Aug 18, 2021 - World

Facebook stands by its ban on Taliban

A man browses the Taliban's website in the newsroom at Maiwand TV station in Kabul
An Afghan reporter browses the Taliban's website in the newsroom at Maiwand TV station in Kabul in February 2019. Photo: Wakil Kohsar/AFP via Getty Images

Facebook and its entities Instagram and WhatsApp reaffirmed their ban on Taliban-related accounts Wednesday, citing the company's "Dangerous Individuals and Organizations" policy, the New York Times reports.

Why it matters: How social media companies choose to handle the Taliban's victory in Afghanistan will impact how effectively the group is able to communicate to the people it will now govern.

  • “The decisions that are made by Facebook and Twitter in the next couple of days will have a direct impact on the lives on the many people who find themselves under the Taliban’s rule,” the Atlantic Council's Emerson Brooking told Bloomberg on Monday.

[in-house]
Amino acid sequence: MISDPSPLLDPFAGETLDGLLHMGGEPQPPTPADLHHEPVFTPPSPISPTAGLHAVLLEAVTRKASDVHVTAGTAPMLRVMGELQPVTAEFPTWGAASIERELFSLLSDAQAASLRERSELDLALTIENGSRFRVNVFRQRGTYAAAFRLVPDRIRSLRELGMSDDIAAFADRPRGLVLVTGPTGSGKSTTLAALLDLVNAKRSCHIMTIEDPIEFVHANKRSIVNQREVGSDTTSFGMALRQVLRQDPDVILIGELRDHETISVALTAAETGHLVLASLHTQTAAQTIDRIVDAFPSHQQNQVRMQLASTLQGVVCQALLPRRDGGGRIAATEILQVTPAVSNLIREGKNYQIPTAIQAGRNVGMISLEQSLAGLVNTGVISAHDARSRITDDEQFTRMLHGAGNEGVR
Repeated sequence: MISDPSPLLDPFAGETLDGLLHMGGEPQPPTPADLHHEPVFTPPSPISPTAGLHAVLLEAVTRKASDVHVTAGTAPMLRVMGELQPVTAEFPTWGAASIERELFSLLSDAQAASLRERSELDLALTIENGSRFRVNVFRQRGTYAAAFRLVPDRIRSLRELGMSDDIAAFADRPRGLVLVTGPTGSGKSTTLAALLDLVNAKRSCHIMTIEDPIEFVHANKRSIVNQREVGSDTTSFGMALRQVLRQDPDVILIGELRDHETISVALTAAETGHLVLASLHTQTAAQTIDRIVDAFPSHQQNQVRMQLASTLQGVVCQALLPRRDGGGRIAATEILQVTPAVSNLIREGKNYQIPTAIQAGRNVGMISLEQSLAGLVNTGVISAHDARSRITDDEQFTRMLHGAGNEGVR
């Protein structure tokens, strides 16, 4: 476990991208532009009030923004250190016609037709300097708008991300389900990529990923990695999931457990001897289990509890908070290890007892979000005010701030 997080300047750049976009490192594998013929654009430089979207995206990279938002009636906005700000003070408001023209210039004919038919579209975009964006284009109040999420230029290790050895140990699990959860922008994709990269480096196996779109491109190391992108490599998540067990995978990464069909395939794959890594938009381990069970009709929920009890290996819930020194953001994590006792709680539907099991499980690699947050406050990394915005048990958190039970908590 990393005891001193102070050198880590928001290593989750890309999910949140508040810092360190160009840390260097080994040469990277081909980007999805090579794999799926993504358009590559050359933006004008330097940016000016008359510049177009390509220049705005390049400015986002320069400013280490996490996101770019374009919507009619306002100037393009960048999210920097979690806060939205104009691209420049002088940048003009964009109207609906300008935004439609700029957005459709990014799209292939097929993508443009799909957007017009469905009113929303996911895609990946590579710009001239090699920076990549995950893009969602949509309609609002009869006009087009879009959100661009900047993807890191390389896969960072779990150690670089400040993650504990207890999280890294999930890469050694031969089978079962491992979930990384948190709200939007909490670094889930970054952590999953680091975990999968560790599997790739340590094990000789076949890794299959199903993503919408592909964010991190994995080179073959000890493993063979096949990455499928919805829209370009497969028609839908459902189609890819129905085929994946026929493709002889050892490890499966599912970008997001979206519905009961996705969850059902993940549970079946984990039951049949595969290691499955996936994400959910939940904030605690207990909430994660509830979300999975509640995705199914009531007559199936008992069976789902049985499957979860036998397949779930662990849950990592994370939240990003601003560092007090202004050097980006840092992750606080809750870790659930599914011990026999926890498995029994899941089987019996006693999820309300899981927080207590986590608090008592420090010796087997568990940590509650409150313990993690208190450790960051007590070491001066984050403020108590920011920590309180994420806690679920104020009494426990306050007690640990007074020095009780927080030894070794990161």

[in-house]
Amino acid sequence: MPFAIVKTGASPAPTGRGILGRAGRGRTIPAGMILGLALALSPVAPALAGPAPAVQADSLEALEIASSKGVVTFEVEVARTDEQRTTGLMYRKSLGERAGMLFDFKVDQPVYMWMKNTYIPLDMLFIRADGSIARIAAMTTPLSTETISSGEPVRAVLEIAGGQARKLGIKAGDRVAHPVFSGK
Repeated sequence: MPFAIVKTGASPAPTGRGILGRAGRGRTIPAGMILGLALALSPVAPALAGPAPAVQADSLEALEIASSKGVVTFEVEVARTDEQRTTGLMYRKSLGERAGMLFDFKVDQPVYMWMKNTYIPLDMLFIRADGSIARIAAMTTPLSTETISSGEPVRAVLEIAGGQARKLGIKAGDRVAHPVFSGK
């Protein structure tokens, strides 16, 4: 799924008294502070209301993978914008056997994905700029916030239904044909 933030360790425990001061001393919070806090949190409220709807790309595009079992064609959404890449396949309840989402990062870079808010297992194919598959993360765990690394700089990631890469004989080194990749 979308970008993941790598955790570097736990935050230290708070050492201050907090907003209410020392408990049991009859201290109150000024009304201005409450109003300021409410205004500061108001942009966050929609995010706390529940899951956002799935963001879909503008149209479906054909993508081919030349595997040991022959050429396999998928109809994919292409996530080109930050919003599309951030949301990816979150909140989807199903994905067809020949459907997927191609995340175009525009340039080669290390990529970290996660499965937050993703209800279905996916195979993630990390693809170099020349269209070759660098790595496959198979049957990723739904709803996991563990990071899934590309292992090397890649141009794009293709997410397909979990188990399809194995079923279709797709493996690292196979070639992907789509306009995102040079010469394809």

Between the lines: Taliban leaders have sought to dial down their rhetoric since the days of their totalitarian rule in the 1990s, vowing to grant "amnesty" to supporters of the Afghan government and honor women's rights within the "frameworks" of Islamic law.

  • However, human rights violations in territories outside of Kabul that are controlled by the Taliban have left many fearing that the words are hollow.
  • Already, there have been reports of Taliban fighters attacking supporters of the Afghan government and violently cracking down on protests.

The big picture: Facebook's policy means that it will "remove accounts maintained by or on behalf of the Taliban and prohibit praise, support and representation of them," Facebook explained in a statement, per the Times.

  • Adam Mosseri, the head of Instagram, told Bloomberg News that the platform's ban is tied to U.S. sanctions against the Taliban, which guide its classification of the group as "dangerous."
  • WhatsApp said in a statement that it was "obligated to adhere to U.S. sanctions laws," per the Times.
  • On Tuesday, a Taliban spokesperson challenged the ban as a violation of free speech, according to the Times. Taliban accounts continue to operate on Twitter.
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